Introduction: Healthcare providers' anthropometric characteristics can adversely affect adult cardiopulmonary resuscitation (CPR) performance quality. However, their effects on infant CPR are unknown. We aimed to determine any relationships between healthcare provider characteristics (anthropomorphic, demographics, training, occupational data) and simulated infant CPR performance at multiple international sites. Our secondary aim was to examine provider's CPR performance degradation.
Methods: Providers from 4 international hospitals performed 2 minutes of single-rescuer simulated infant CPR using 2015 American Heart Association Basic Life Support criteria with guidance from a real-time visual performance feedback device. Providers' characteristics were collected, and the simulator collected compression and ventilation data. Multivariate analyses examined the entire 2 minutes and performance degradation.
Results: Data from 127 participants were analyzed. Although median values for all compression variables (depth, rate, lean) and ventilation volume were within guideline target ranges, when looking at individuals, only 52% chest compressions and 20% ventilations adhered to the American Heart Association guidelines. Age was found to be independently associated with ventilation volume (direct-relationship), and height was associated with chest compression lean (shorter participant-deeper lean). No significant differences were noted based on sex or body mass index. Neonatal intensive care unit participants were noted to perform shallower chest compressions (P < 0.001). Overall, there was minimal evidence of performance degradation over 2 minutes.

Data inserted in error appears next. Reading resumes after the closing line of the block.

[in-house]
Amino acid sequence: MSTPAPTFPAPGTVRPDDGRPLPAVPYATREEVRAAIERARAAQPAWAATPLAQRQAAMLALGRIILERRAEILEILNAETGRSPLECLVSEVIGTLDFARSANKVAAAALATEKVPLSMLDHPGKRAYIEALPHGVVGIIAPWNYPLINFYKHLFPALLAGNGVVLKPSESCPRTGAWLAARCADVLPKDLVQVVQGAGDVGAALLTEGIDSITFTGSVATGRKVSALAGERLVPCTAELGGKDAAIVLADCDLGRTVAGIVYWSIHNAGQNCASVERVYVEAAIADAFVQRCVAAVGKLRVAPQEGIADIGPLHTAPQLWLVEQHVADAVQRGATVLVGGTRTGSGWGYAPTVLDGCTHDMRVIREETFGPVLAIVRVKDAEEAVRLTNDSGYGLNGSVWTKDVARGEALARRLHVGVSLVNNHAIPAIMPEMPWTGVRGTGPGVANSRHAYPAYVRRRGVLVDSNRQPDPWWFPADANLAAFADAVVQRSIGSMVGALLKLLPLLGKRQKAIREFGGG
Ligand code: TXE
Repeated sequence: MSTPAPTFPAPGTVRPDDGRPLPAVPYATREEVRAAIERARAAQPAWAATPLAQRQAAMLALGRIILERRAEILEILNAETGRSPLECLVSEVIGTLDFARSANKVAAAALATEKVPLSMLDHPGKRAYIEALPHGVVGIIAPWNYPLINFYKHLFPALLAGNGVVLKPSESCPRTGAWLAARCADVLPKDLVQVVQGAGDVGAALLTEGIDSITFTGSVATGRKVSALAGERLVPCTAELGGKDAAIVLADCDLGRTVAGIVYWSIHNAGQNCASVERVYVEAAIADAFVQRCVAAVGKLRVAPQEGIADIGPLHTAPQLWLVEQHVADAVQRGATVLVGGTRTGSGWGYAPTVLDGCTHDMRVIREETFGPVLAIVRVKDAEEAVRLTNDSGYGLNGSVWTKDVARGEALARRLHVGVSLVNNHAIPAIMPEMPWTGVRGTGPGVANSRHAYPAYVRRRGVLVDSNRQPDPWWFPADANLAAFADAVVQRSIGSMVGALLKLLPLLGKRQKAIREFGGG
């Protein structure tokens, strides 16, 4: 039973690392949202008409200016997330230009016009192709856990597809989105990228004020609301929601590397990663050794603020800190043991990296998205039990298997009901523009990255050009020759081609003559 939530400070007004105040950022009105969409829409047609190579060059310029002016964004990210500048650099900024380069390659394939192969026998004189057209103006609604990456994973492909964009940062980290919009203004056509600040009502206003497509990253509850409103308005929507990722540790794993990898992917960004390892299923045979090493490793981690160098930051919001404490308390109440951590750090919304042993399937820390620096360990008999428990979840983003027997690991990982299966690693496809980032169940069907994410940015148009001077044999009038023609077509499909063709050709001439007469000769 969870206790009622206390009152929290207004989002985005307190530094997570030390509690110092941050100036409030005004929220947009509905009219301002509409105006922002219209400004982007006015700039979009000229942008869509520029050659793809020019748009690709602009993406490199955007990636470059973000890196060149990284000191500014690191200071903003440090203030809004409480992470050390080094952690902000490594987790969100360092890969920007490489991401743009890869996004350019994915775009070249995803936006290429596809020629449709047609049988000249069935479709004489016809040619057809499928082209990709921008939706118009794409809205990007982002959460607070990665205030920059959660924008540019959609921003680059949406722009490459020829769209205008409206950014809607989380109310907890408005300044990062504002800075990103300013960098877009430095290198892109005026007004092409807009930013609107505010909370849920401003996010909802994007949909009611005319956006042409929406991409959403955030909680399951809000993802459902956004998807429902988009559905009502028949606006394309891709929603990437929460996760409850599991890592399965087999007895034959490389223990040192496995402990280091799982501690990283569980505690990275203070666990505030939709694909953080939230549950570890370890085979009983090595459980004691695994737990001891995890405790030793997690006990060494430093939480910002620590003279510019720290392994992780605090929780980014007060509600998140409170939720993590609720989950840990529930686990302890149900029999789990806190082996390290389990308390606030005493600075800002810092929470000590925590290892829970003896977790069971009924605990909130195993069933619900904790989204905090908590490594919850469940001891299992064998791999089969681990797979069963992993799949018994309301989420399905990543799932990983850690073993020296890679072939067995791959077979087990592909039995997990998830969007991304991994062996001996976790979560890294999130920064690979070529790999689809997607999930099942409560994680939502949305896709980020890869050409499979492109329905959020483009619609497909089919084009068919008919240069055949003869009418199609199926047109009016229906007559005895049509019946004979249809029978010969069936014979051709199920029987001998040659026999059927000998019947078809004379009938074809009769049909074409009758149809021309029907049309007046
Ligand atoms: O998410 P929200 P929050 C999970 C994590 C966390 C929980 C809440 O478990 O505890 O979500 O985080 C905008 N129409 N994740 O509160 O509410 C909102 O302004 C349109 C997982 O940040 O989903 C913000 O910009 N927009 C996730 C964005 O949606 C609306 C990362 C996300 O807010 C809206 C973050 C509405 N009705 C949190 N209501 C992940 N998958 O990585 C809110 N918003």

Conclusions: Isolated provider characteristics were noted among a diverse cohort of healthcare providers that may affect the CPR quality on a simulated infant. Understanding the relationships between provider characteristics and CPR quality could inform future infant CPR guidelines customized for the provider and not just the patient.
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